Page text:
Bilingual Immersion

Language immersion

80% of children born in the world grow up learning 2 to 3 languages simultaneously with their mother tongue. The period between birth and three years of age is conducive to language learning because of the brain plasticity, or adaptability, of the little ones. In addition, at a young age, children can more easily distinguish the sounds of different languages in their environment. This makes it easier for them to speak a language. Bilingualism also has beneficial effects on the cognitive development of the child and helps to enrich the neural network and develop the executive functions of the brain. 

In our nurseries each group of children is supervised by two professionals of two different languages: French and English. The professionals are native speakers of their language of reference and speak to the children only in that language throughout the day.

The children are therefore daily exposed to both languages, which allows them to absorb the languages at their own pace. The bilingual environment is not intended to teach children at such a young age, nor to seek performance in one language or the other, but rather to provide children with a culturally rich environment, with clear reference points, while allowing the child to choose whether to speak to one professional or another, in one language or another.


However, some people fear that learning more than one language will cause their child to have a language disorder. Yet 80% of children born in the world grow up learning 2 to 3 languages simultaneously with their mother tongue.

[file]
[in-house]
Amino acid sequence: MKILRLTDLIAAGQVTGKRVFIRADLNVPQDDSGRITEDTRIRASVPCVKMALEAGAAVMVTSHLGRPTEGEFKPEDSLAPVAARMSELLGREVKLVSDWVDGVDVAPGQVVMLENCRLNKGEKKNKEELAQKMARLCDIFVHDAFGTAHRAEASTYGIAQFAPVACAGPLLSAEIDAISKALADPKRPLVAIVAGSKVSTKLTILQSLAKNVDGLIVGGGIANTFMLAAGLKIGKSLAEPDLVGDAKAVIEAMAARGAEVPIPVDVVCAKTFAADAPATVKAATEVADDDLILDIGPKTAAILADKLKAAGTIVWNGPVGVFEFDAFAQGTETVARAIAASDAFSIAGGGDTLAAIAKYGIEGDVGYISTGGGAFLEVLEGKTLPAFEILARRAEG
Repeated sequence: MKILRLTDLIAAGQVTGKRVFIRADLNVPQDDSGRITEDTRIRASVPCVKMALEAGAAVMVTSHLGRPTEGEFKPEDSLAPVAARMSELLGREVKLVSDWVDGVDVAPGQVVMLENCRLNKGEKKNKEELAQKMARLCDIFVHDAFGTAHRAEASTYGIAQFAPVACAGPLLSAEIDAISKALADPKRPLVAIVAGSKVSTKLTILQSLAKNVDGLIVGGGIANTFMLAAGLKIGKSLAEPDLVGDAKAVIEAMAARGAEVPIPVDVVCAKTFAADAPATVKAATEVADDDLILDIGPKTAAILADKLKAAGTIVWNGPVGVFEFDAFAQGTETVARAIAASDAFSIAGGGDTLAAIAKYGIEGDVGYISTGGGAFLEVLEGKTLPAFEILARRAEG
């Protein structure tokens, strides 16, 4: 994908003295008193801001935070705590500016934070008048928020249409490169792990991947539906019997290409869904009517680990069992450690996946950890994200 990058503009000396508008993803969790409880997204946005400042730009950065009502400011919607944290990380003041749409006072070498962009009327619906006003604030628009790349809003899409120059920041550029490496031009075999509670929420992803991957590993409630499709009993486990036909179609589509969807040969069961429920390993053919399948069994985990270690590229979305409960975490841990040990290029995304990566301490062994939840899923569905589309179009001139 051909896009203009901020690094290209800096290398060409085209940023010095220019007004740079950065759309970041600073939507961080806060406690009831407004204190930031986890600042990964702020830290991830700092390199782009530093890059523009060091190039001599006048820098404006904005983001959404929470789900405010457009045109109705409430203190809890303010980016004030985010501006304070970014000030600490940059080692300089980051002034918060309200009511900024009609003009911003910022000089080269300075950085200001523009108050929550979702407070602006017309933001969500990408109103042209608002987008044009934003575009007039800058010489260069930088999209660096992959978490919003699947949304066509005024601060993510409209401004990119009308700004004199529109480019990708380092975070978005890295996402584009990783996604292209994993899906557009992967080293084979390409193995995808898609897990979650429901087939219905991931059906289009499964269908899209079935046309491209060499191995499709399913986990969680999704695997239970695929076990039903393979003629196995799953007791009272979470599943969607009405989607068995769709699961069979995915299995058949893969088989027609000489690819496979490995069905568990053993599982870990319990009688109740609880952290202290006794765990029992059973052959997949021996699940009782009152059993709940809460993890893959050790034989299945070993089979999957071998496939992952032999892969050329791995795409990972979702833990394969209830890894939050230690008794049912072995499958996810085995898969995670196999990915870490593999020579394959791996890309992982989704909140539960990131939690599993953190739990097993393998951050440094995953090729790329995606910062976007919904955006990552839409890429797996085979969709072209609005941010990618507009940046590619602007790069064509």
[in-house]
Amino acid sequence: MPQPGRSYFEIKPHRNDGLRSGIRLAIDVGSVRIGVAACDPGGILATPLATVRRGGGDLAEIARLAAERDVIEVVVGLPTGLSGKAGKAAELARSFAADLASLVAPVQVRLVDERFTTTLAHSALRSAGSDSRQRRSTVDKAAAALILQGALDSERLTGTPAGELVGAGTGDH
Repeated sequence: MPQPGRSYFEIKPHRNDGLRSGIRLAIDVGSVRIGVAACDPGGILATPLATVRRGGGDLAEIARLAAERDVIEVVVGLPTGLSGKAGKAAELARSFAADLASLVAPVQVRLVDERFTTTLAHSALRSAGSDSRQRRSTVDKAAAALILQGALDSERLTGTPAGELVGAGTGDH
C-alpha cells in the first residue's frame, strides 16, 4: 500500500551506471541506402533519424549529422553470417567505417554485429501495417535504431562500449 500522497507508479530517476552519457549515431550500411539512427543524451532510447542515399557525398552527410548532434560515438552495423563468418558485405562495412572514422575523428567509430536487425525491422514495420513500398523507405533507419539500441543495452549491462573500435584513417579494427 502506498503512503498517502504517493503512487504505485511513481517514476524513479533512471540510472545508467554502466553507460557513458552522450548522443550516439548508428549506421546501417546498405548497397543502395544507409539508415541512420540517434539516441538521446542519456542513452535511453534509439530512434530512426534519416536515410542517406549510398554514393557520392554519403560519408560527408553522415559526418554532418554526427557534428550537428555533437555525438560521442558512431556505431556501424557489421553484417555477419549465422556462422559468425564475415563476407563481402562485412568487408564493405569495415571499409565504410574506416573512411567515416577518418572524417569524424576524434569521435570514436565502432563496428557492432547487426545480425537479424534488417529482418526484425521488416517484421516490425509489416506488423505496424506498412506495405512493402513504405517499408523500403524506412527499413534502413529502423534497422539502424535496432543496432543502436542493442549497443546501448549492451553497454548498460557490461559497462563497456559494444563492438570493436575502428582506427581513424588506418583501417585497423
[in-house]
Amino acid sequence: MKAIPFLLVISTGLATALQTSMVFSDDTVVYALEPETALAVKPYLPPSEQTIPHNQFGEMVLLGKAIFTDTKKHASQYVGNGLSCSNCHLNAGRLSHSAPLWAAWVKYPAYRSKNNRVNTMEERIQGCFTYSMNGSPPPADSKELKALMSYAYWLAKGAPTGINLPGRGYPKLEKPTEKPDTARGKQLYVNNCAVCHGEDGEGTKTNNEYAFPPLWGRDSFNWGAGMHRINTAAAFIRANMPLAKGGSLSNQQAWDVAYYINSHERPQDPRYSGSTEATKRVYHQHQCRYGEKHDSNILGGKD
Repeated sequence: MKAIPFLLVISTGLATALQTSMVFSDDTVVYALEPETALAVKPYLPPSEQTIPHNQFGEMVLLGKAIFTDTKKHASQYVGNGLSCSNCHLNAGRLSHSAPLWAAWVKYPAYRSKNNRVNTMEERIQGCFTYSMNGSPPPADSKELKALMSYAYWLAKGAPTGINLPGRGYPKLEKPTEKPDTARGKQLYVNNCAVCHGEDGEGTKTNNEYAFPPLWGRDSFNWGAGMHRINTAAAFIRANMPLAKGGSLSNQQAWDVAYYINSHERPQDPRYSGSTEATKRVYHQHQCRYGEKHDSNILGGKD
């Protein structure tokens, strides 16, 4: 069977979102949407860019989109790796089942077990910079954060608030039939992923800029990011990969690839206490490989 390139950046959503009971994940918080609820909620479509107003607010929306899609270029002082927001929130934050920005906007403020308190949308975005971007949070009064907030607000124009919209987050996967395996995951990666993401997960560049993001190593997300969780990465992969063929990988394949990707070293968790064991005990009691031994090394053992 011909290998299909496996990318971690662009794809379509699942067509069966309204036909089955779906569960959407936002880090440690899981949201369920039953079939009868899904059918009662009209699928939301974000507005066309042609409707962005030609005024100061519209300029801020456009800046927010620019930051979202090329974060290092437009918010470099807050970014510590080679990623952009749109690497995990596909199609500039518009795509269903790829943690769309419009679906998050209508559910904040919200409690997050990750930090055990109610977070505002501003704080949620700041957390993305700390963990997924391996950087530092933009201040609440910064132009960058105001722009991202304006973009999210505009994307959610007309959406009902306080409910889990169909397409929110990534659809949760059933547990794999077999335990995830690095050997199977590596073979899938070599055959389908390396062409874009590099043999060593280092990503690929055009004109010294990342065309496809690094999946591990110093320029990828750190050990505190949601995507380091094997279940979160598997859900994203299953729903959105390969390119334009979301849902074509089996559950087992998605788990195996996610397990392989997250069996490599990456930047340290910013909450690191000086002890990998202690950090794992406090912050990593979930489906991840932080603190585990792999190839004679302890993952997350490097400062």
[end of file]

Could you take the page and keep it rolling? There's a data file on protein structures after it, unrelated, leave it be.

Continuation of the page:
Recent studies show that learning two or more languages does not cause language impairment, nor does it aggravate language difficulties in children who have them.

It is quite common for a child who speaks two or more languages not to have the same strengths in each language. For example, they may produce better constructed sentences in one language and use a more precise and richer vocabulary in the other. Similarly, he or she may know the vocabulary of emotions in the language used at home and the vocabulary of animals in the language used in the nursery.

The important thing is to consider all the sentences and words produced in both languages. This is how one can assess whether a bilingual child's language development is normal, not by assessing language skills in one language.

Furthermore, the language best mastered at any given time may vary and change over time and depend on the context in which the child uses it and on the people to whom it is addressed. Thus, they may use and master one language better than another during a certain period of their life (e.g. home language at age 3) and become better at the second language during another period (e.g. 2nd year of primary school)

Finally, children may mix the two languages in a sentence when they do not know the word in the other language. This is a normal phenomenon and should not cause concern.